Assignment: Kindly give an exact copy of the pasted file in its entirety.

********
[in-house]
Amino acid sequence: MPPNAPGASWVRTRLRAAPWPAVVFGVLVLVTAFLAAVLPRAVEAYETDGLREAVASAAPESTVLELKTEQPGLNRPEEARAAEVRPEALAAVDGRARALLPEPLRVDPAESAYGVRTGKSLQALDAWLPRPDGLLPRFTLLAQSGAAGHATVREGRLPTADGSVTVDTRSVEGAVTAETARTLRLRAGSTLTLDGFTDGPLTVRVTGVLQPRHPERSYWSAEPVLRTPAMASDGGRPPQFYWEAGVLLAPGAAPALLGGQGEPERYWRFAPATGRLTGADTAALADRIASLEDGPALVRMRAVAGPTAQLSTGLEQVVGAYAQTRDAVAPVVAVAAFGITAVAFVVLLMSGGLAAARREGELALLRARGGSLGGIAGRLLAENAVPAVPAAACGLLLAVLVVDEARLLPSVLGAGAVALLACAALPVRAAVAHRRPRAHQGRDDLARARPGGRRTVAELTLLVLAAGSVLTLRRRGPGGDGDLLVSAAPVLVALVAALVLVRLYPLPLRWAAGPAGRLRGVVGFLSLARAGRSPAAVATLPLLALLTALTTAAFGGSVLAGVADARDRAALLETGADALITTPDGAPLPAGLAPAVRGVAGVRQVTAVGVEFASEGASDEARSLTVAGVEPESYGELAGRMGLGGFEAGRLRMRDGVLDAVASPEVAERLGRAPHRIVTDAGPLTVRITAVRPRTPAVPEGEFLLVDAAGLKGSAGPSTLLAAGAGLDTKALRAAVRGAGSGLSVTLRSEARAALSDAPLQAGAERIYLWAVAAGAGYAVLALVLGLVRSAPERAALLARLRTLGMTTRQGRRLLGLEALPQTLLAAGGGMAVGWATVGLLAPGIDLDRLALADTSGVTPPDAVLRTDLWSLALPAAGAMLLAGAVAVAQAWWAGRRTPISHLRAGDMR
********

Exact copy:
[in-house]
Amino acid sequence: MPPNAPGASWVRTRLRAAPWPAVVFGVLVLVTAFLAAVLPRAVEAYETDGLREAVASAAPESTVLELKTEQPGLNRPEEARAAEVRPEALAAVDGRARALLPEPLRVDPAESAYGVRTGKSLQALDAWLPRPDGLLPRFTLLAQSGAAGHATVREGRLPTADGSVTVDTRSVEGAVTAETARTLRLRAGSTLTLDGFTDGPLTVRVTGVLQPRHPERSYWSAEPVLRTPAMASDGGRPPQFYWEAGVLLAPGAAPALLGGQGEPERYWRFAPATGRLTGADTAALADRIASLEDGPALVRMRAVAGPTAQLSTGLEQVVGAYAQTRDAVAPVVAVAAFGITAVAFVVLLMSGGLAAARREGELALLRARGGSLGGIAGRLLAENAVPAVPAAACGLLLAVLVVDEARLLPSVLGAGAVALLACAALPVRAAVAHRRPRAHQGRDDLARARPGGRRTVAELTLLVLAAGSVLTLRRRGPGGDGDLLVSAAPVLVALVAALVLVRLYPLPLRWAAGPAGRLRGVVGFLSLARAGRSPAAVATLPLLALLTALTTAAFGGSVLAGVADARDRAALLETGADALITTPDGAPLPAGLAPAVRGVAGVRQVTAVGVEFASEGASDEARSLTVAGVEPESYGELAGRMGLGGFEAGRLRMRDGVLDAVASPEVAERLGRAPHRIVTDAGPLTVRITAVRPRTPAVPEGEFLLVDAAGLKGSAGPSTLLAAGAGLDTKALRAAVRGAGSGLSVTLRSEARAALSDAPLQAGAERIYLWAVAAGAGYAVLALVLGLVRSAPERAALLARLRTLGMTTRQGRRLLGLEALPQTLLAAGGGMAVGWATVGLLAPGIDLDRLALADTSGVTPPDAVLRTDLWSLALPAAGAMLLAGAVAVAQAWWAGRRTPISHLRAGDMR